The Fabian Commission on Food and Poverty is looking at the UK food system through the lens of low income households with a view to making recommendations for a fairer and more sustainable food system.
The rise of the ‘food bank’ has grabbed the headlines in recent months, as more and more people are struggling to put food on the table in the UK. Yet recent research has shown that emergency food use is just the tip of the iceberg – many more people do not have access to the levels of nutritious, sustainable food that most people would deem socially acceptable.
The Fabian Commission on Food and Poverty is bringing together experts, as well as those experiencing poverty, to look at the roles of government, civil society and the food industry in increasing the availability and accessibility of sustainable, nutritious food.
The Commission will be chaired by Geoff Tansey, a renowned writer, consultant and Trustee of the Food Ethics Council, who is currently a Joseph Rowntree Visionary for a Just and Peaceful World. The Commission also includes leading representatives from across civil society, trade unions, academia and the food industry.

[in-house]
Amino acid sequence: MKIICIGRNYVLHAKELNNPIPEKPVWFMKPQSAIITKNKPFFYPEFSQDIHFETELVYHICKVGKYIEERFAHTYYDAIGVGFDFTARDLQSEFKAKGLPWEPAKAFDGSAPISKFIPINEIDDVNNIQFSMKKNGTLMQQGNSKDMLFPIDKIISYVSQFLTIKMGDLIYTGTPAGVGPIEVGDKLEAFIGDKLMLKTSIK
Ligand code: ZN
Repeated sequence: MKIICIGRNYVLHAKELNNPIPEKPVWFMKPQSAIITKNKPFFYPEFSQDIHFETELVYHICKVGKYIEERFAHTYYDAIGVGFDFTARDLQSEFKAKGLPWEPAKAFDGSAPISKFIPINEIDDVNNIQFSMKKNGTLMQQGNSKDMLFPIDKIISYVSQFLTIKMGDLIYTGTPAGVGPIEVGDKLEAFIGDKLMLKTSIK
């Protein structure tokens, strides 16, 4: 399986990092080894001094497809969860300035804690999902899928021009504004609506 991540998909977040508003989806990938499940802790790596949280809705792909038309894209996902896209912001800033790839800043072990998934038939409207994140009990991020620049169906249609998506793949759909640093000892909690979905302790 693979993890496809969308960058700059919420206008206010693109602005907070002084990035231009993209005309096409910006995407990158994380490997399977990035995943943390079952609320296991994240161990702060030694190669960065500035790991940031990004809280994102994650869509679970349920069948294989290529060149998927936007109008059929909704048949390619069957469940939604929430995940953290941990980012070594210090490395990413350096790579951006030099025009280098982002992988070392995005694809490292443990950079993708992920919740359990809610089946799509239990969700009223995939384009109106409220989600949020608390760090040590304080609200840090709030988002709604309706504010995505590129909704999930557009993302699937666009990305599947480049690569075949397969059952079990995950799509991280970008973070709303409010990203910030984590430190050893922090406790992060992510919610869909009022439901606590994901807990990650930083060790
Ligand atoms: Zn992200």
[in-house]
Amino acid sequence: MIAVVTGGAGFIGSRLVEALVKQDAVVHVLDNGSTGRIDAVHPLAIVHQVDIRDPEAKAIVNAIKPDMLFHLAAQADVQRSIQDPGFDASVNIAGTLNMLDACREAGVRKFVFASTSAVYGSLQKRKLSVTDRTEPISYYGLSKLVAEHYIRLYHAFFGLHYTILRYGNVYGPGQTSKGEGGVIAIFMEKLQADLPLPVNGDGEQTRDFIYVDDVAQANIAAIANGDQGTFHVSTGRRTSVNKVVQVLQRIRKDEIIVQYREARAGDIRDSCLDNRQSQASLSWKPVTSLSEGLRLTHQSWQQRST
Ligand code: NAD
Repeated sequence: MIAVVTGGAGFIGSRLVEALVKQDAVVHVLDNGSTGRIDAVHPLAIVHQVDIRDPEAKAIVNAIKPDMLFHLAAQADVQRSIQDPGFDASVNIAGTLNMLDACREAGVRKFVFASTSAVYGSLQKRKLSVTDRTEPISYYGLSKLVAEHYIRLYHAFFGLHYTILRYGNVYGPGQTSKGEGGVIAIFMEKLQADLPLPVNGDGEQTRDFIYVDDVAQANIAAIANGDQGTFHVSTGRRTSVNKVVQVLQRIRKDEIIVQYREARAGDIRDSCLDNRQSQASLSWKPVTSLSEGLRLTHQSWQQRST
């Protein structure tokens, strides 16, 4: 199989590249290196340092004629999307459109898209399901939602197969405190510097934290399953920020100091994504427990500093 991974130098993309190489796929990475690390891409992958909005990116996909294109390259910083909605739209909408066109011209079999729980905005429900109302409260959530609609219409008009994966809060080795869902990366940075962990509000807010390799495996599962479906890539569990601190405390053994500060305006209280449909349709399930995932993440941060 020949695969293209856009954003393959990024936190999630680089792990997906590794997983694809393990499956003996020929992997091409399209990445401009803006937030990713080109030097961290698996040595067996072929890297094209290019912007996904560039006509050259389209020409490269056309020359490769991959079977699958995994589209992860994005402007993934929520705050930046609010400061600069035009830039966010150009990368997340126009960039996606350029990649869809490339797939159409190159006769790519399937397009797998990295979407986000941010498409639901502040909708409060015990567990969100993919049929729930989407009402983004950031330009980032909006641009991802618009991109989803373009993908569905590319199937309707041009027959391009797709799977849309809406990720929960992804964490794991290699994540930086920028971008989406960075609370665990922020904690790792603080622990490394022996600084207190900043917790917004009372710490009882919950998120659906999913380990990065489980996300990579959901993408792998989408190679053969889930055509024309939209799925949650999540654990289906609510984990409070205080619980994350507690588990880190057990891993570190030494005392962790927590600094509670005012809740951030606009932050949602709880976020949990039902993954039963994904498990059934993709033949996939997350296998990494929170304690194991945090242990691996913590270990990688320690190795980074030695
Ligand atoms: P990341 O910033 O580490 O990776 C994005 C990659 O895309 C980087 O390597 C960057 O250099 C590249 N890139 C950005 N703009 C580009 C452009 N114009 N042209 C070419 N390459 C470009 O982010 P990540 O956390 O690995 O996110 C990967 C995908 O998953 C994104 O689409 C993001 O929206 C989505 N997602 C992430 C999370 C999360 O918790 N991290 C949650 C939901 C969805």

Reporting in summer 2014, the Commission will assemble evidence on the major issues facing the food provisioning system. The hearings will cover money and affordability, context and access, health, the environment, and the supply chain and society. Each one will be addressed by expert witnesses, and the hearings will be accompanied by a call for evidence.
Food is becoming more expensive, and falling real incomes make healthy, nutritious diets less affordable. Yet food plays a wider role in society than simply making up a bundle of nutrients. We use it to celebrate festivals, to socialise with, and to express ourselves.
The Commission will be looking at the relationship between food and poverty with this broader role in mind, acknowledging that the role of food in society goes beyond the supply of it.
The first hearing, on ‘money and affordability’, took place on 19th November, taking evidence from Prof Liz Dowler (Uni Warwick), Dr Clive Black (Shore Capital), and Martin O’Connell (Institute for Fiscal Studies).